Then place the following into package.json and change the fields as necessary. We’ll add to the scripts later on but it’s okay to be left empty for now (You can also create this file by running npm init and answering the questions).

{
  "name": "web-ext",
  "version": "1.0.0",
  "description": "",
  "scripts": {
  },
  "author": "",
  "license": "ISC"
}

Setup - Rollup

Next lets install Rollup and some common plugins that we’ll come in handy down the line:

  • @rollup/plugin-commonjs Allows us to use CommonJS modules in our builds, especially for non-content scripts which will be bundled as ES modules.
  • @rollup/plugin-node-resolve Along with the CommonJS plugin, this allows us to import packages installed with NPM.
  • @rollup/plugin-replace To handle replacing common patterns, words and calls with a predefined format, such as replacing process.env.NODE_ENV.
  • rollup-plugin-copy Will help us copy assets and the manifest file to our build directory.
npm i rollup @rollup/plugin-commonjs @rollup/plugin-node-resolve @rollup/plugin-replace rollup-plugin-copy --save-dev

We’ll add more plugins as we go but this’ll get us setup and running for now. Next we need to add some basic setup to our rollup.config.js to get our background page script src/background/index.js compiling. Today we won’t do much with the background page script, but I’m using it here to get us up and running and we’ll expand on some use of it in future posts.

import commonjs from "@rollup/plugin-commonjs"
import replace from "@rollup/plugin-replace"
import resolve from "@rollup/plugin-node-resolve"
import copy from "rollup-plugin-copy"

const production = !process.env.ROLLUP_WATCH
if (production) process.env.NODE_ENV = "production"
const nodeEnv = process.env.NODE_ENV || "development"

export default [
  {
    input: "src/background.js",
    output: {
      sourcemap: !production,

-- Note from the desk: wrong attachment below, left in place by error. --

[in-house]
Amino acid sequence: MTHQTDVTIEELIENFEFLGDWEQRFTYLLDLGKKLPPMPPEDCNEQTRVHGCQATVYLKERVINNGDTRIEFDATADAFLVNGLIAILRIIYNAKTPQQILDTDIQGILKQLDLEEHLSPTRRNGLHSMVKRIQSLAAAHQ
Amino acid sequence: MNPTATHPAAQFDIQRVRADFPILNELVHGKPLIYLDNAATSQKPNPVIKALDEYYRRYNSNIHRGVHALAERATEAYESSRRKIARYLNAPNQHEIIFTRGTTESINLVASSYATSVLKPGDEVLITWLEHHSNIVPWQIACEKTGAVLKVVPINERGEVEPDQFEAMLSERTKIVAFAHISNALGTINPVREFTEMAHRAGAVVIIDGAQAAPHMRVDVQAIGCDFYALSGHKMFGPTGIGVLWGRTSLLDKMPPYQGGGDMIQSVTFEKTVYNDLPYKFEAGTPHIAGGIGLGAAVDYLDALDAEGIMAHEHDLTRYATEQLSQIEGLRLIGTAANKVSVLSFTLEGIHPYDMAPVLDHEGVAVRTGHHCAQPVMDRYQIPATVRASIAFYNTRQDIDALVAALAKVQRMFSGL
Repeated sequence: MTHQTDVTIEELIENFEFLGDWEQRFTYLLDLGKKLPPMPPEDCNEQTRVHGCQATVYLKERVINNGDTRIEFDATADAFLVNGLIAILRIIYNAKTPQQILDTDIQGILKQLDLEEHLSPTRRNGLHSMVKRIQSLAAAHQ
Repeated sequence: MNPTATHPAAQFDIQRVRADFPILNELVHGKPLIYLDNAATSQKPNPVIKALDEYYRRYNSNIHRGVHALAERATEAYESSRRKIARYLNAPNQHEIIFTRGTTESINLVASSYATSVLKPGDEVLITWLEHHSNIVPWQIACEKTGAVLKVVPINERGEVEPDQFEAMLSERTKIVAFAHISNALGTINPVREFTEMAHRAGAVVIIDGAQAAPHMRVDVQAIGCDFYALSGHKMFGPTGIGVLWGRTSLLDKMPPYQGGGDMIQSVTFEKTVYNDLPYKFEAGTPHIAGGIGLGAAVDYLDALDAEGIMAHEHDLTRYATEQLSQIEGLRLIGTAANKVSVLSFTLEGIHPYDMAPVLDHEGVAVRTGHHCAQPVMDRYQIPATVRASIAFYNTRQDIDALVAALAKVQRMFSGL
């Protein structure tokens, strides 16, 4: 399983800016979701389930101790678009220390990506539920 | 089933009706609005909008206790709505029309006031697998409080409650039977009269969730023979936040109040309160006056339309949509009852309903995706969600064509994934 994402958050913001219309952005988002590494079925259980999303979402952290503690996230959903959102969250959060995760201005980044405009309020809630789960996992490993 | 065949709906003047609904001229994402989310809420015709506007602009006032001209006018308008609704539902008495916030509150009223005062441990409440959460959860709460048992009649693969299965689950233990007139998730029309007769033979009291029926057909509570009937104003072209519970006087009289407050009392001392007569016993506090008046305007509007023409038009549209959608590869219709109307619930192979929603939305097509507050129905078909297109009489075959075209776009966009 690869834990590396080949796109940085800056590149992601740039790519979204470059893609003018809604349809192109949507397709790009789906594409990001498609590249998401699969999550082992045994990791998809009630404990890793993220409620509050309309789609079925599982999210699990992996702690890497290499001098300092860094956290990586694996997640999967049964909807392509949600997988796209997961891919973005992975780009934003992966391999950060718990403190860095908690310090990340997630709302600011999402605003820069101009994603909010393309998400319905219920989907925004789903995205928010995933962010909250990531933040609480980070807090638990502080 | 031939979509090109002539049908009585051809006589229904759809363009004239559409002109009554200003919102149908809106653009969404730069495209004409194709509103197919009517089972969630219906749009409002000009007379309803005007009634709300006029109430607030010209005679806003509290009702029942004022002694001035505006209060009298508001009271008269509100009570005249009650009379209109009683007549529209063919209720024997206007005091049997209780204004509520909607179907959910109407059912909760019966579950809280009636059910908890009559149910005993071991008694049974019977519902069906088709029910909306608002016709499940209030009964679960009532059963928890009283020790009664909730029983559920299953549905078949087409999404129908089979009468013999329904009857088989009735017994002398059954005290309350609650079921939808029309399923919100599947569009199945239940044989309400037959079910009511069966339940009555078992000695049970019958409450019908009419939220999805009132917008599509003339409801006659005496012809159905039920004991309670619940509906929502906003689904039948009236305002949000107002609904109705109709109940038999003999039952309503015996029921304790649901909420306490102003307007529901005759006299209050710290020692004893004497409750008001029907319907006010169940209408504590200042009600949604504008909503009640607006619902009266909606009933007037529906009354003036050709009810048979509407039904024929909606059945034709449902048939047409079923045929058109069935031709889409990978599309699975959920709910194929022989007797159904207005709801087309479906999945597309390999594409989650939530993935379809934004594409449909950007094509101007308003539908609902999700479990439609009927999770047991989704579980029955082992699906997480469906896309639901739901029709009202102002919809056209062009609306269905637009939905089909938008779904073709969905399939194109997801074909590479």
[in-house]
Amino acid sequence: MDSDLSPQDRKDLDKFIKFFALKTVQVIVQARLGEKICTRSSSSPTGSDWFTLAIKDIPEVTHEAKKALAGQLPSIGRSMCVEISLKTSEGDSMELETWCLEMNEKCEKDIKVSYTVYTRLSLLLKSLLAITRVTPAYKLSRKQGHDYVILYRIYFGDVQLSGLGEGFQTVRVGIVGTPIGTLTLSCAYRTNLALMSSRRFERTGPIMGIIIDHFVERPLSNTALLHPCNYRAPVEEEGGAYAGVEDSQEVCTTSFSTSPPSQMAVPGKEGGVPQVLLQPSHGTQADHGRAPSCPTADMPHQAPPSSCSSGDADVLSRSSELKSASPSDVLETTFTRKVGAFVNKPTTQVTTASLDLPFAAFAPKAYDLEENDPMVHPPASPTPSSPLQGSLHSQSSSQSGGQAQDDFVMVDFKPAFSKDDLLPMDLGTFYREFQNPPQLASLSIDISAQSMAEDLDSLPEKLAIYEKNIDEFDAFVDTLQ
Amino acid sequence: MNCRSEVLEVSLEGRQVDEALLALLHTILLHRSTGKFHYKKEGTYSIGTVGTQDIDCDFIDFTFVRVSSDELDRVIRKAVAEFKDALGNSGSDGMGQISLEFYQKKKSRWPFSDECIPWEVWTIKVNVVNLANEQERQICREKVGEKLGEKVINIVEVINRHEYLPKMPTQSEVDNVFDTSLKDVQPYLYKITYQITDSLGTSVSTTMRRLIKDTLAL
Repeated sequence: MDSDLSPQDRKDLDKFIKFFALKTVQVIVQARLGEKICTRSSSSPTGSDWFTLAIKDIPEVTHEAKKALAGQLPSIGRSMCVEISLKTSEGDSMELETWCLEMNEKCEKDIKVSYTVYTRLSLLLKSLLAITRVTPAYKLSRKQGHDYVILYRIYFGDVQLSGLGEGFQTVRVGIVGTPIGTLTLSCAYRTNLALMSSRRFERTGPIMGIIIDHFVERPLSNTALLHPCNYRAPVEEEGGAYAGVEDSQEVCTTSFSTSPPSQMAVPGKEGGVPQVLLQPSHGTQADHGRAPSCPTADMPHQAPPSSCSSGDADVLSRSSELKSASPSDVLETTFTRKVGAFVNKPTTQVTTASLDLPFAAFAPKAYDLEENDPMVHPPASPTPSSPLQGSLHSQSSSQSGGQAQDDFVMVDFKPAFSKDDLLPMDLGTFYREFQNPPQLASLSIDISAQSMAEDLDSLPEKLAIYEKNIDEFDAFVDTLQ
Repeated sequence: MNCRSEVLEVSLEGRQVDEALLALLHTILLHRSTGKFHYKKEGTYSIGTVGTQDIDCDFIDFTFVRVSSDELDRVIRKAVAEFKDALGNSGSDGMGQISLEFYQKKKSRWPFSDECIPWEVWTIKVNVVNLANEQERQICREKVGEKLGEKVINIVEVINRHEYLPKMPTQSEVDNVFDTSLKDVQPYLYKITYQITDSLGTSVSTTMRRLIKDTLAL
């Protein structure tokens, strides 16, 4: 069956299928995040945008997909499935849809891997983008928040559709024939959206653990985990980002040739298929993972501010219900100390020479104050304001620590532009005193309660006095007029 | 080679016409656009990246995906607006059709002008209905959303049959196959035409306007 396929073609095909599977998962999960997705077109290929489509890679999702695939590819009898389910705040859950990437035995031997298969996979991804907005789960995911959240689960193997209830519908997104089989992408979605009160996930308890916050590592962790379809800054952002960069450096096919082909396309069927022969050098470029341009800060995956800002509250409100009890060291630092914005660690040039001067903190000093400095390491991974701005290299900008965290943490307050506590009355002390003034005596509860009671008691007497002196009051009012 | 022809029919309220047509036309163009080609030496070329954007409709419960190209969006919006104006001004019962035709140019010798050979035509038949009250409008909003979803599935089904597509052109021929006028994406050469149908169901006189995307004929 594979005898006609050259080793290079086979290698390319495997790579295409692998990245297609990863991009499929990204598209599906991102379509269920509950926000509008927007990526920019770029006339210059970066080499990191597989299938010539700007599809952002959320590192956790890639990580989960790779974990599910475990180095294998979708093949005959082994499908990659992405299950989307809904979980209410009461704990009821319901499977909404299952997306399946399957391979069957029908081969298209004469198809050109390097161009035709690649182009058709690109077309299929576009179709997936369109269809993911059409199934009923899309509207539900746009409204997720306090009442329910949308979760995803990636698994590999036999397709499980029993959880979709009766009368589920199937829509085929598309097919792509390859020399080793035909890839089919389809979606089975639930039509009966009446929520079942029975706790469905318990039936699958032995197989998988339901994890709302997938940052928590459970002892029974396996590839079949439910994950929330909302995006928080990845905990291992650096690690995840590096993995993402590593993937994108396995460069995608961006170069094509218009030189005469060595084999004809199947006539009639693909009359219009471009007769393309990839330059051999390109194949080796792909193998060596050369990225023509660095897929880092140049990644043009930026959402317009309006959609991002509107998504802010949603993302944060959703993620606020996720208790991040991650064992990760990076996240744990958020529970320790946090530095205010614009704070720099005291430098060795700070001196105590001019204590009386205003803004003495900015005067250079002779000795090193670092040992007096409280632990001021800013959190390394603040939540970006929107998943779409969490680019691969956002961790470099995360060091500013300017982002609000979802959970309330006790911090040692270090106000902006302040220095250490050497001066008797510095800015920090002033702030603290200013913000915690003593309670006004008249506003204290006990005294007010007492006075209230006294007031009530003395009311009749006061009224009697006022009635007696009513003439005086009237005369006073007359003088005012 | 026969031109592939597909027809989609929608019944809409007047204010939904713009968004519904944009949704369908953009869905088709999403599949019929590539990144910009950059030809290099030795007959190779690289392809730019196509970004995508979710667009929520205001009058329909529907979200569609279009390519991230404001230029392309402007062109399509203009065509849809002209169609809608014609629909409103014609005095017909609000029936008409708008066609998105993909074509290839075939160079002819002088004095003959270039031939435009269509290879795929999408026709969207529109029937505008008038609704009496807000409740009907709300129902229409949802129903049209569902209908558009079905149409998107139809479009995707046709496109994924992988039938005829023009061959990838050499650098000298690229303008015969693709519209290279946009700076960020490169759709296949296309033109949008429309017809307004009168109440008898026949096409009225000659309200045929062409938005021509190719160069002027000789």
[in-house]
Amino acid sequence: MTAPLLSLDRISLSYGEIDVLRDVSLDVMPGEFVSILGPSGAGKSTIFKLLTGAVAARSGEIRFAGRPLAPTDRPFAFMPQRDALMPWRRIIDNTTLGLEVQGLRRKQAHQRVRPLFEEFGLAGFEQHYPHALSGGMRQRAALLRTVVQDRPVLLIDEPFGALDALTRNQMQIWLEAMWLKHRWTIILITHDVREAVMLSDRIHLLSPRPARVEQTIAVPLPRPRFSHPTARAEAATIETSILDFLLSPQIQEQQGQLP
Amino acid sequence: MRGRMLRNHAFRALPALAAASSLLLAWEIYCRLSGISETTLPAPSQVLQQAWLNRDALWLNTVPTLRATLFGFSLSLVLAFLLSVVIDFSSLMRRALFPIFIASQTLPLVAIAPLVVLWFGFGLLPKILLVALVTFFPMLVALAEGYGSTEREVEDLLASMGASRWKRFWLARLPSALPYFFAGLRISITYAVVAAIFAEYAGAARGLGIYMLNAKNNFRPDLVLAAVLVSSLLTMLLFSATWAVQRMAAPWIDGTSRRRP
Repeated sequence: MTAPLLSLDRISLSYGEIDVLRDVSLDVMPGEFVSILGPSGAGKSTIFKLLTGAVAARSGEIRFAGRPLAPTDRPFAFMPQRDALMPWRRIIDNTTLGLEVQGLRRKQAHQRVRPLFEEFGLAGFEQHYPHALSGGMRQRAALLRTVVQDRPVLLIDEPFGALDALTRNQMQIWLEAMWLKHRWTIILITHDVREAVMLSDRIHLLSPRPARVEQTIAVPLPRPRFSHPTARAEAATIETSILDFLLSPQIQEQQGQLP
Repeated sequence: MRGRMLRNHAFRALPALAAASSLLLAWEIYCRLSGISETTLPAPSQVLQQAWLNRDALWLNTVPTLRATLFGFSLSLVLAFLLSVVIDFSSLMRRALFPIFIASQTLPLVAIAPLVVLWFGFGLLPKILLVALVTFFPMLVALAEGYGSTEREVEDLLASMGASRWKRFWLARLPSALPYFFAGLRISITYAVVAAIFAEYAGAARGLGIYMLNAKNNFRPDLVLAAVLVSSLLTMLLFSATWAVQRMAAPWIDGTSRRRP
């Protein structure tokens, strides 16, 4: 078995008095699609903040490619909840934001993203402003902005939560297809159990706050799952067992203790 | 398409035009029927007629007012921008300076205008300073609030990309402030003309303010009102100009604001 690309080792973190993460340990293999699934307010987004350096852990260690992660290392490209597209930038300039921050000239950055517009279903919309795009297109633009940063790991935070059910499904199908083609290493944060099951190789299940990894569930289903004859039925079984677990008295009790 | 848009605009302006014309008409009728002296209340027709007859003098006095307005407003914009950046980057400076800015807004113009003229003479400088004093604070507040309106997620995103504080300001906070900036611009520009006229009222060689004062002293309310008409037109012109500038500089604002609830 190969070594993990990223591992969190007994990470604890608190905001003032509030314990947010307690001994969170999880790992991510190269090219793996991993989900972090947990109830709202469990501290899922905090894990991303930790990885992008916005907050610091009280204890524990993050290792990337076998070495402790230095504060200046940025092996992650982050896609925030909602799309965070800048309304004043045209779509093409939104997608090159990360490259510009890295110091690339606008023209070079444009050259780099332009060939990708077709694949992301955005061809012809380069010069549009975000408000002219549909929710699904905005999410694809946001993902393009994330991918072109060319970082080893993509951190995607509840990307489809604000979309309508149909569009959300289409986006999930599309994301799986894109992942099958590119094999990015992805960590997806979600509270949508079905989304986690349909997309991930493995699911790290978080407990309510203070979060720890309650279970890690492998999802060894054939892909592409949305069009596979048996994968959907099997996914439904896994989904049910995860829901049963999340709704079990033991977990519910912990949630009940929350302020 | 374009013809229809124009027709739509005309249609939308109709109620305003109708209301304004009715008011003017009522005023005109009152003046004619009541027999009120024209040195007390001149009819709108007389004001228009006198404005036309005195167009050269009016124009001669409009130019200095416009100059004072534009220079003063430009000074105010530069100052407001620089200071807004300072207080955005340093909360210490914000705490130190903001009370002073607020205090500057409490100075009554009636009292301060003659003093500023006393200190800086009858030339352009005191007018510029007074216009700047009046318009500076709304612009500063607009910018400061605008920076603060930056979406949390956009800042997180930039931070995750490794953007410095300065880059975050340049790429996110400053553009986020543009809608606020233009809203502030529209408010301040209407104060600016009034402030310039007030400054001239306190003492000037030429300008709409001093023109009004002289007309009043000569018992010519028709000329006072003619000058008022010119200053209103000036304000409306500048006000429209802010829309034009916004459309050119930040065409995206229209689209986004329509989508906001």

dir: "dist/background/",
      format: "esm",
    },
    plugins: [
      replace({
        preventAssignment: true,
        values: {
          "process.env.NODE_ENV": JSON.stringify(nodeEnv),
        },
        delimiters: ["", ""],
      }),
        
      resolve({ browser: true, preferBuiltins: false }),
      commonjs(),

      copy({
        targets: [
          {
            src: `src/manifest.json`,
            dest: "dist/",
          },
          {
            src: "src/background/index.html",
            dest: "dist/background/",
          },
          { src: "src/assets/", dest: "dist/" },
        ],
      }),
    ],
    watch: {
      clearScreen: true,
    },
  },
]

(One nice thing about Rollup is that the config file can be normal everyday ES6 syntax which means trailing commas, import/export statements and destructuring.)

Let’s break this down:

export default [
  // ...
]

In Rollup you can export either a single config object or an array of config objects. We’ll jump straight to exporting an array of objects as we’ll add another configuration for the pop-up page later which will include the Svelte plugin and have some different needs around what gets copied over.

    input: "src/background/index.js",
    output: {
      sourcemap: !production,
      dir: "dist/background/",
      format: "esm",
    },

Here we’re telling Rollup that we’ll package src/background/index.js as an ES module (via format: "esm"), enabling or disabling sourcemaps according to if this is a production build, and place the output into dist/background. Rollup will take care of creating dist/ and other directories if they doesn’t exist which is why we didn’t bother with creating it before.

Finally let’s take a look at the plugins we’ll be using for src/background/index.js:

replace({ preventAssignment: true, values: { "process.env.NODE_ENV": JSON.stringify(nodeEnv), }, }),

As stated above, we’ll being using the replace plugin to replace any occurance of process.env.NODE_ENV with the value of NODE_ENV. This might seem weird to have to do manually if you’re coming from Webpack or Parcel, but it’s a minimal addition to our config that I don’t mind having. We’re also telling the plugin that if it detects an assignment to process.env.NODE_ENV, it shouldn’t replace it with our hard coded string, via the preventAssignment option.

resolve({ browser: true, preferBuiltins: false }), commonjs(),

We need to tell the resolve plugin to act a little differently since we’re bundling for a browser, by using any browser configurations found in imported package.json and to not try and use Node built ins. We also add support for pulling in CommonJS modules even if we’re bundling as an ESM which will greatly increase the number of npm packages we can make use of.

I’ve had issues with the node built ins and haven’t been able to get polyfills to work or been able to remove the preferBuiltins flag. It’s only effected a small number of packages, which I’ve been able to find alternatives for so I just leave this flag in place for now. If anyone has advice on how to get these to play nice together, shoot me a message, I’ll give it a go and update this post!